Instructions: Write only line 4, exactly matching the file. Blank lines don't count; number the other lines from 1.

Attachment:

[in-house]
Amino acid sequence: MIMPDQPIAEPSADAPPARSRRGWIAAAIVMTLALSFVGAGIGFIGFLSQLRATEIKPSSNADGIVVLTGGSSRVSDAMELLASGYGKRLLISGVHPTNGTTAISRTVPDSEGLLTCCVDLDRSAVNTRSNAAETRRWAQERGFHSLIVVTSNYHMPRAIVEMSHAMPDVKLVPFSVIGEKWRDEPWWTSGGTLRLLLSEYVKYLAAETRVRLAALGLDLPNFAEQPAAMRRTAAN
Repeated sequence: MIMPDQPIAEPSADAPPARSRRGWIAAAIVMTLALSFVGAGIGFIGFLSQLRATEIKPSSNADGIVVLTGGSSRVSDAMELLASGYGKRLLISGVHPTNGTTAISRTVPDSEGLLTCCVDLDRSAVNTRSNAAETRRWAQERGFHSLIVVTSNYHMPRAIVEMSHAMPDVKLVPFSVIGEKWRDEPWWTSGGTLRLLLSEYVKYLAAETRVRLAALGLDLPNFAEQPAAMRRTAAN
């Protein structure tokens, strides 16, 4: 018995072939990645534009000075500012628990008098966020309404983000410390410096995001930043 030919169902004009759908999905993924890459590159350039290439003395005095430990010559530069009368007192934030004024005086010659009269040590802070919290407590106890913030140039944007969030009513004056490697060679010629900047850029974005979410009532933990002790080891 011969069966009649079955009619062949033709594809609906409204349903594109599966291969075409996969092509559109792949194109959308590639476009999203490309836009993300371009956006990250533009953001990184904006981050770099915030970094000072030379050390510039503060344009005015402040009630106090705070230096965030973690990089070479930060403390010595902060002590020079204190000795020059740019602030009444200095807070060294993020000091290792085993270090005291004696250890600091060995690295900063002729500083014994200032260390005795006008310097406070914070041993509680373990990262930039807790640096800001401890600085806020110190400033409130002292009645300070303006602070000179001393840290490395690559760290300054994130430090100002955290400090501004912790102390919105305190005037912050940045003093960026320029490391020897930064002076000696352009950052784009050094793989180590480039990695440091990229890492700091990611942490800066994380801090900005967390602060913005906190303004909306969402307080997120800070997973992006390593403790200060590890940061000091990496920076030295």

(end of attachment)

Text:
């Protein structure tokens, strides 16, 4: 018995072939990645534009000075500012628990008098966020309404983000410390410096995001930043 030919169902004009759908999905993924890459590159350039290439003395005095430990010559530069009368007192934030004024005086010659009269040590802070919290407590106890913030140039944007969030009513004056490697060679010629900047850029974005979410009532933990002790080891 011969069966009649079955009619062949033709594809609906409204349903594109599966291969075409996969092509559109792949194109959308590639476009999203490309836009993300371009956006990250533009953001990184904006981050770099915030970094000072030379050390510039503060344009005015402040009630106090705070230096965030973690990089070479930060403390010595902060002590020079204190000795020059740019602030009444200095807070060294993020000091290792085993270090005291004696250890600091060995690295900063002729500083014994200032260390005795006008310097406070914070041993509680373990990262930039807790640096800001401890600085806020110190400033409130002292009645300070303006602070000179001393840290490395690559760290300054994130430090100002955290400090501004912790102390919105305190005037912050940045003093960026320029490391020897930064002076000696352009950052784009050094793989180590480039990695440091990229890492700091990611942490800066994380801090900005967390602060913005906190303004909306969402307080997120800070997973992006390593403790200060590890940061000091990496920076030295």